Regards,
    A'isha
    Last edited by Aisha Azar; 08-26-2008 at 04:49 PM.

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    Member meddevi's Avatar
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    I entirely agree with Aisha Azar - I am very much against the concept of repetitive "drilling" - while creating muscle memory and body familiarity with the movements is very important - being able to actually dance with those moves comes down to the understanding of the music and how the movements describe the music and flow into each other. The other dangers involve muscle fatigue/stress, and doing a move repetitively WRONG.

    I'd rather have a student do a hip circle as part of our warm up where we first stop at 4 corners for several counts, then slow and small for the next phrasing, then doubletime and fast for the next, etc - rather than 50-100 of any move. Then each week I give my students homework of different moves to practice and play with that we covered in that class, and how to combine it with something else. That way they can work with it at home, then bring it back to me with any questions.

    In my own practice, I have my basic warm-up, then movements and combos I want to work on, and then playing with those to various pieces of music.

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    having read the inital post, i am wondering if what was meant, was reallly a repetitive exercise of the movement lets say for example, doing a shimmy for maybe 3 minutes and eventually layering that with different movements (without compromising both) in order to perfect as much as possible the movements.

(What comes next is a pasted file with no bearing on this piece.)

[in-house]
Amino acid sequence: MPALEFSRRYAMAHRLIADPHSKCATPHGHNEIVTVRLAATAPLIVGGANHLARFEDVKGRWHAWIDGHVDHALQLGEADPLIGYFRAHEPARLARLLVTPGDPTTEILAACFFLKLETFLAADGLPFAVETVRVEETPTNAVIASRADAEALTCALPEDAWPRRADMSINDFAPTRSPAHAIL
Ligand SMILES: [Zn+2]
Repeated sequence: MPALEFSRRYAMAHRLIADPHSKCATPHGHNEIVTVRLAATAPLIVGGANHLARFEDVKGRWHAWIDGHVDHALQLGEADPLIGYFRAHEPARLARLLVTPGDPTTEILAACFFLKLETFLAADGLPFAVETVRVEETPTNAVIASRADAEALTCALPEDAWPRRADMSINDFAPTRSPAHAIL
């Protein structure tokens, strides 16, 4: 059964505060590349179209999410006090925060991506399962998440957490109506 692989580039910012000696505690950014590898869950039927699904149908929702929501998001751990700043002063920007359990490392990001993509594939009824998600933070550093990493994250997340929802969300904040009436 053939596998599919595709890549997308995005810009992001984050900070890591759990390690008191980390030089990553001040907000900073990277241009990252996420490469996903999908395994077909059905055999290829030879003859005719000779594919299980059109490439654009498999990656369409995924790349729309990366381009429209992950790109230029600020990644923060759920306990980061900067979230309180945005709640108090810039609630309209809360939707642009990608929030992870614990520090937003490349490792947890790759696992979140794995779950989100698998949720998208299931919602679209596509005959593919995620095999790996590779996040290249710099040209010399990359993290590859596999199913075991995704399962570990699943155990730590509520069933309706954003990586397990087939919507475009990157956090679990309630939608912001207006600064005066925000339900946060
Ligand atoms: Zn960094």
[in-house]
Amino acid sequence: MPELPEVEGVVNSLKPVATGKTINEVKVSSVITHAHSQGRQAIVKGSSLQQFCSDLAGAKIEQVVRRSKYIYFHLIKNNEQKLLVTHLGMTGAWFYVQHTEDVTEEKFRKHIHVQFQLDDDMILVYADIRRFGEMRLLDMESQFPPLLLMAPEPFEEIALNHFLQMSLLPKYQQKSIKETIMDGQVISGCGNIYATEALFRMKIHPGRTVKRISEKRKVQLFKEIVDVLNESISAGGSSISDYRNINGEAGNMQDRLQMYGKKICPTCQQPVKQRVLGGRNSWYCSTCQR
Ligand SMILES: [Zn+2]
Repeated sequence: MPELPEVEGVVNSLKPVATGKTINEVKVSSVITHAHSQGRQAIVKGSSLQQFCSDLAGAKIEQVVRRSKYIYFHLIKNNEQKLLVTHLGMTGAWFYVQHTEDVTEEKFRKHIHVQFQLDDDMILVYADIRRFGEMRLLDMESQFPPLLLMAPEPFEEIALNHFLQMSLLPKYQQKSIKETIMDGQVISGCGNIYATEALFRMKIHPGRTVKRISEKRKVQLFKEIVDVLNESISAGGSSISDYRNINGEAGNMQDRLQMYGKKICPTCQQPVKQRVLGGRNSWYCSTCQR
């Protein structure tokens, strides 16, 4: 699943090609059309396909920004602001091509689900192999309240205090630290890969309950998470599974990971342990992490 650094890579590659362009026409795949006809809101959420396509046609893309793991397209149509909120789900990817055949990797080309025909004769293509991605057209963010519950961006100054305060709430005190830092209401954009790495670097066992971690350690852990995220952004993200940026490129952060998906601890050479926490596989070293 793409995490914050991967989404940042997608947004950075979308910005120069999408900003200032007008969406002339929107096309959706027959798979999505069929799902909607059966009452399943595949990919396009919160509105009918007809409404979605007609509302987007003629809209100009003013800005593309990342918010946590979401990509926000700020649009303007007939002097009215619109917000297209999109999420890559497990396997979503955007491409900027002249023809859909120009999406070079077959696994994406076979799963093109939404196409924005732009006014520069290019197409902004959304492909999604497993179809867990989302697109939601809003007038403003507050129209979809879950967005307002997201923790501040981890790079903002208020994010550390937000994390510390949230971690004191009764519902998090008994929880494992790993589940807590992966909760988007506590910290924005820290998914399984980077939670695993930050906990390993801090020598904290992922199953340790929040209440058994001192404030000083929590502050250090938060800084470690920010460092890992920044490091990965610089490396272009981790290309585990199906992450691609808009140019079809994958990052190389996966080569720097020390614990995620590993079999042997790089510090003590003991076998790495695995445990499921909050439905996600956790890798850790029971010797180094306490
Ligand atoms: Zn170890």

I understand the importance of musical interpretation, i myself am learning that by watching videos of dancers as well as listening to the music consistently and visualsing what i would do as a dancer in that instance.

    but i think for some people exercises where a specific movement is repeated helps them better understand it, and even possibly perfect it. just a matter of different ways of learning i think.

  6. #6
    Senior Member AngelaJP's Avatar
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    Quote Originally Posted by Aisha Azar View Post
    Dear Angela,
    This sounds rather as if Rachel has somehow disconnected movement from the music and does not care about that aspect of the dance, so I hope it is not true. The dance is in the end, all about the music. When I talk to my students about practicing at hone, I tell them to try to imagine what movements look like the music sounds and then try to use movements that seem to go with the music. A soft continuous flute with no fluttery sounds in it probably means the movement should be soft and smooth. A plunky sounding continuous oud probably means you will use a shimmy. Fast music with a very well defined beat probably means you will cover space with a walk and accent the beat. I think it is incredibly important NOT to leave the feeling and sound of the music out of your drills.